Limited information is available regarding the metabolic effects of high altitude trekking in patients with type 2 diabetes.
RESEARCH DESIGN AND METHODS
Thirteen individuals with type 2 diabetes took part in a 12-day expedition to the summit of Mount Toubkal (altitude, 4,167 m), Morocco, after 6 months of exercise training. Energy expenditure, body weight, blood glucose, fasting insulin, lipids, and HbA1c were assessed.
Training reduced fasting glucose (−0.7 ± 0.9 mmol/L, P = 0.026) and increased exercise capacity (+0.3 ± 0.3 W/kg, P = 0.005). High altitude trekking decreased fasting insulin concentrations (−3.8 ± 3.2 μU/L, P = 0.04), total cholesterol (−0.7 ± 0.8 mmol/L, P = 0.008), and LDL cholesterol (−0.5 ± 0.6 mmol/L, P = 0.007).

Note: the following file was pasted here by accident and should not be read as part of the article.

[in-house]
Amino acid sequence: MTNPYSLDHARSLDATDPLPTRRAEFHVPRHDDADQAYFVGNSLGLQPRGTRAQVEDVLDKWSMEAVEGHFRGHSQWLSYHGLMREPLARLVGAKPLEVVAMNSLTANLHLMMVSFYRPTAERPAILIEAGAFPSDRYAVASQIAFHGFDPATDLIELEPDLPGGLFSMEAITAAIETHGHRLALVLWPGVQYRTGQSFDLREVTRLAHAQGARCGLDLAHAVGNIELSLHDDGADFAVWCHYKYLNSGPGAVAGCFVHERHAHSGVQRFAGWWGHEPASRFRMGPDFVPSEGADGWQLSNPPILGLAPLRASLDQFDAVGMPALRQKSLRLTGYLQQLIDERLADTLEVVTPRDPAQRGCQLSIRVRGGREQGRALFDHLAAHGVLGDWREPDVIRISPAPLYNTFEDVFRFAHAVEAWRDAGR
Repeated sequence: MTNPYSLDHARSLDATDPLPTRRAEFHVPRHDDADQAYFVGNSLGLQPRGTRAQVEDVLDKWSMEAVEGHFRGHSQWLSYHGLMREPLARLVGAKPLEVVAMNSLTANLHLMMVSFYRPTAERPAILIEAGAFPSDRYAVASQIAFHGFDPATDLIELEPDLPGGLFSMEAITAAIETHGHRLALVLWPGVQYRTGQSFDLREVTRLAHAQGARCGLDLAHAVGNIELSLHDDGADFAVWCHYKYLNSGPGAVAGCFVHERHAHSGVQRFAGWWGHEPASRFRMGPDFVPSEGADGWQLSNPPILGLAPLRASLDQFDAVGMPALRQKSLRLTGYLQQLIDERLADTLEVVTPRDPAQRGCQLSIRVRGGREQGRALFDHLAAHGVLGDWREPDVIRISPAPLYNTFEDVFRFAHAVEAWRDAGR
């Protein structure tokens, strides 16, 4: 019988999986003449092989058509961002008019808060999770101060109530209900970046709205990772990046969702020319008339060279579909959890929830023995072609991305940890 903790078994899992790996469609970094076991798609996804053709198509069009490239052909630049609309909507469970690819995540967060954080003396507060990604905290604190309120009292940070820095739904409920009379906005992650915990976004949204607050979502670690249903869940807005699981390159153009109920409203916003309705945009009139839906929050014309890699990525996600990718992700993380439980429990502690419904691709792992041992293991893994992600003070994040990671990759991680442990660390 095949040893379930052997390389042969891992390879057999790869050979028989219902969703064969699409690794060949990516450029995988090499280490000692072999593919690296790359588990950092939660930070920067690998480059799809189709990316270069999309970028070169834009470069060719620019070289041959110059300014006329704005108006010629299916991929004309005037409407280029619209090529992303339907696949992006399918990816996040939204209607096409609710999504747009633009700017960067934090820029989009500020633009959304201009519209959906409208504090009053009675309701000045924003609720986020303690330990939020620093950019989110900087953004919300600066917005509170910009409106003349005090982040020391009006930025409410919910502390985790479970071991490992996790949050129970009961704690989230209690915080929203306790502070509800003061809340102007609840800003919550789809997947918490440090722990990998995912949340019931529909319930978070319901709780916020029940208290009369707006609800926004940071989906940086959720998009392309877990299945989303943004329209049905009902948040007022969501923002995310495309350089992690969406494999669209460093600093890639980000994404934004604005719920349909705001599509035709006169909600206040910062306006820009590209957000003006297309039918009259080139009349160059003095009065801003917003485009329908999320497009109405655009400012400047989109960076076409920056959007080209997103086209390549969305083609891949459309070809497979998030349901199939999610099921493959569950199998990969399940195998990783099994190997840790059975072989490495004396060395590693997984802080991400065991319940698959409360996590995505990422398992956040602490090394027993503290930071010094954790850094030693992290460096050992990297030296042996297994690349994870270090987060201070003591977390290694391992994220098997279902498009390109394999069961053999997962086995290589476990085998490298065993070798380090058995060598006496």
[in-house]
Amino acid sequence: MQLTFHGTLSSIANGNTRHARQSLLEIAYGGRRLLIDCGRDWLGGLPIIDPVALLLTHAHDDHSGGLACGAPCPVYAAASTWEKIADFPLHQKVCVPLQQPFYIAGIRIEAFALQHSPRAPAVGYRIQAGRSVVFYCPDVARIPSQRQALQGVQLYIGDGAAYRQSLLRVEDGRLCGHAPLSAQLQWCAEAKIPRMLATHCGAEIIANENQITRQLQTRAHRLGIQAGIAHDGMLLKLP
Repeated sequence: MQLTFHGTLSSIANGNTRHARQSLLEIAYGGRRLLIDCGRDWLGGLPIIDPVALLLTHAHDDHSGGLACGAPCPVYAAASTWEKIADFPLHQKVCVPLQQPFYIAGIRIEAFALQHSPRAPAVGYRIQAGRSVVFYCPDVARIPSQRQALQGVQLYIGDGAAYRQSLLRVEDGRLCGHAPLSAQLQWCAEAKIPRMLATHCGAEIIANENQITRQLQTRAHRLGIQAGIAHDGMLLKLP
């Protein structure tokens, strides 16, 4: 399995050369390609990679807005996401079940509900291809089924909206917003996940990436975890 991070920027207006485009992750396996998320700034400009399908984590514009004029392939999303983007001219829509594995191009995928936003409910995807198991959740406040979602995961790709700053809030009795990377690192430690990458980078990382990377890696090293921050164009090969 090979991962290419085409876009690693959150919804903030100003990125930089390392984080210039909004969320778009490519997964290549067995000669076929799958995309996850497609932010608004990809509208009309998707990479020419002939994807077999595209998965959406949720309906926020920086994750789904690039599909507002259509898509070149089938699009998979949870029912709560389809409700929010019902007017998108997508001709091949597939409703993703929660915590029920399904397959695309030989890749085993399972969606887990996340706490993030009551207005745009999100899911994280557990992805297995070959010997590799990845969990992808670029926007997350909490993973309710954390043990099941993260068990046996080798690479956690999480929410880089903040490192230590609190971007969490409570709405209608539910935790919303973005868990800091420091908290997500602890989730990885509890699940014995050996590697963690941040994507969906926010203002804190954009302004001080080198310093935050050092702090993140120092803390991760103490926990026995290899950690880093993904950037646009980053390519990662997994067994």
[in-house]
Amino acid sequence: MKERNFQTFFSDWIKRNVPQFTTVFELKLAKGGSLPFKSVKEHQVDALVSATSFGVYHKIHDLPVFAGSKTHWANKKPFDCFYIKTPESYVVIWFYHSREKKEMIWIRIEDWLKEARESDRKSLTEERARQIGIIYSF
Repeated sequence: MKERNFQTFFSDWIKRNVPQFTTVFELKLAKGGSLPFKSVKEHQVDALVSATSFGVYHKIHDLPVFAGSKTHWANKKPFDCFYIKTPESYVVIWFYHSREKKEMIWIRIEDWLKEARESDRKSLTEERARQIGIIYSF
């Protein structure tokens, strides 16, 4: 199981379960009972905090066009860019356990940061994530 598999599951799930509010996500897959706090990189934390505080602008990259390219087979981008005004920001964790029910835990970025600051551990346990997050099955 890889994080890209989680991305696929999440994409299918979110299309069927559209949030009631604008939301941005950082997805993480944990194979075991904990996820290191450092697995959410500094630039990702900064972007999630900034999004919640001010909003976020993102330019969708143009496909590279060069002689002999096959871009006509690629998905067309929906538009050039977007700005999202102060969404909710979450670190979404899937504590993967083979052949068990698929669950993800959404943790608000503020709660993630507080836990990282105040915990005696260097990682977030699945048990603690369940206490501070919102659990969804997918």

High altitude trekking preceded by exercise training is feasible for patients with type 2 diabetes. It improves blood glucose, lipids, and fasting insulin concentrations, while glucose control is maintained.